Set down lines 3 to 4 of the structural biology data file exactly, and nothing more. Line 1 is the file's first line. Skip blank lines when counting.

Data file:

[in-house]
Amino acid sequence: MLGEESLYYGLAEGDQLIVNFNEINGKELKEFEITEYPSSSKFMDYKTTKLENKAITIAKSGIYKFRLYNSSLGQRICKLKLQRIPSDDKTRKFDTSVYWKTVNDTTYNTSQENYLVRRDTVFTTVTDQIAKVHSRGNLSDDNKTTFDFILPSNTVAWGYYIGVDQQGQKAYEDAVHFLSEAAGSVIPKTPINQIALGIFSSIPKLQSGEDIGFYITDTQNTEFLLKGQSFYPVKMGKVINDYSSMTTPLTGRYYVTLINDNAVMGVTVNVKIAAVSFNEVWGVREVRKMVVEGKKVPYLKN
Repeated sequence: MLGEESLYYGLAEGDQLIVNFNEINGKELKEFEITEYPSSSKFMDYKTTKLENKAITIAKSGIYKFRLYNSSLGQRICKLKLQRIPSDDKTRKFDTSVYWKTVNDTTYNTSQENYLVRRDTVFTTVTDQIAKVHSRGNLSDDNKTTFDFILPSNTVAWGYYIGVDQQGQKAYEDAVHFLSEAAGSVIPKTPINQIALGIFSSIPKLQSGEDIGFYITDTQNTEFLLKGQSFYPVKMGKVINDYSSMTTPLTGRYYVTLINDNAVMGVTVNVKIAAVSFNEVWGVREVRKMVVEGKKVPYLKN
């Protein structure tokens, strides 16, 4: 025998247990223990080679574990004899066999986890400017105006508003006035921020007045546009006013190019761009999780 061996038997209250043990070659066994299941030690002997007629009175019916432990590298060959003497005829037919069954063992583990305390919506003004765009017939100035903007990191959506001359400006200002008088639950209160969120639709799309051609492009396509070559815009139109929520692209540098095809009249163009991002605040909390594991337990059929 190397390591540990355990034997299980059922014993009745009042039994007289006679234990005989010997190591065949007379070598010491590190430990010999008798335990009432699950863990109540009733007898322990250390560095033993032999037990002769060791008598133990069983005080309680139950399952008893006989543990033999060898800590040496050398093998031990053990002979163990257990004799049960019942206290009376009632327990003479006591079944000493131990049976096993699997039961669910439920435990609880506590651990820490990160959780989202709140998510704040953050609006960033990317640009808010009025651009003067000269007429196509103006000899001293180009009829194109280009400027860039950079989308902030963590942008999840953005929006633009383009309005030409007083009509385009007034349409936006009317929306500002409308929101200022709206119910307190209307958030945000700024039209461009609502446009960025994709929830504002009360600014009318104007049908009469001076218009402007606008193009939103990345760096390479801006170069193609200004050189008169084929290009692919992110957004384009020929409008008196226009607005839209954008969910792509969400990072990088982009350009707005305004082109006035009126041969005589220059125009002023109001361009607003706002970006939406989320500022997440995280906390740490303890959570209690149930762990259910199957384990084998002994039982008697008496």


Repeated sequence: MLGEESLYYGLAEGDQLIVNFNEINGKELKEFEITEYPSSSKFMDYKTTKLENKAITIAKSGIYKFRLYNSSLGQRICKLKLQRIPSDDKTRKFDTSVYWKTVNDTTYNTSQENYLVRRDTVFTTVTDQIAKVHSRGNLSDDNKTTFDFILPSNTVAWGYYIGVDQQGQKAYEDAVHFLSEAAGSVIPKTPINQIALGIFSSIPKLQSGEDIGFYITDTQNTEFLLKGQSFYPVKMGKVINDYSSMTTPLTGRYYVTLINDNAVMGVTVNVKIAAVSFNEVWGVREVRKMVVEGKKVPYLKN
């Protein structure tokens, strides 16, 4: 025998247990223990080679574990004899066999986890400017105006508003006035921020007045546009006013190019761009999780 061996038997209250043990070659066994299941030690002997007629009175019916432990590298060959003497005829037919069954063992583990305390919506003004765009017939100035903007990191959506001359400006200002008088639950209160969120639709799309051609492009396509070559815009139109929520692209540098095809009249163009991002605040909390594991337990059929 190397390591540990355990034997299980059922014993009745009042039994007289006679234990005989010997190591065949007379070598010491590190430990010999008798335990009432699950863990109540009733007898322990250390560095033993032999037990002769060791008598133990069983005080309680139950399952008893006989543990033999060898800590040496050398093998031990053990002979163990257990004799049960019942206290009376009632327990003479006591079944000493131990049976096993699997039961669910439920435990609880506590651990820490990160959780989202709140998510704040953050609006960033990317640009808010009025651009003067000269007429196509103006000899001293180009009829194109280009400027860039950079989308902030963590942008999840953005929006633009383009309005030409007083009509385009007034349409936006009317929306500002409308929101200022709206119910307190209307958030945000700024039209461009609502446009960025994709929830504002009360600014009318104007049908009469001076218009402007606008193009939103990345760096390479801006170069193609200004050189008169084929290009692919992110957004384009020929409008008196226009607005839209954008969910792509969400990072990088982009350009707005305004082109006035009126041969005589220059125009002023109001361009607003706002970006939406989320500022997440995280906390740490303890959570209690149930762990259910199957384990084998002994039982008697008496």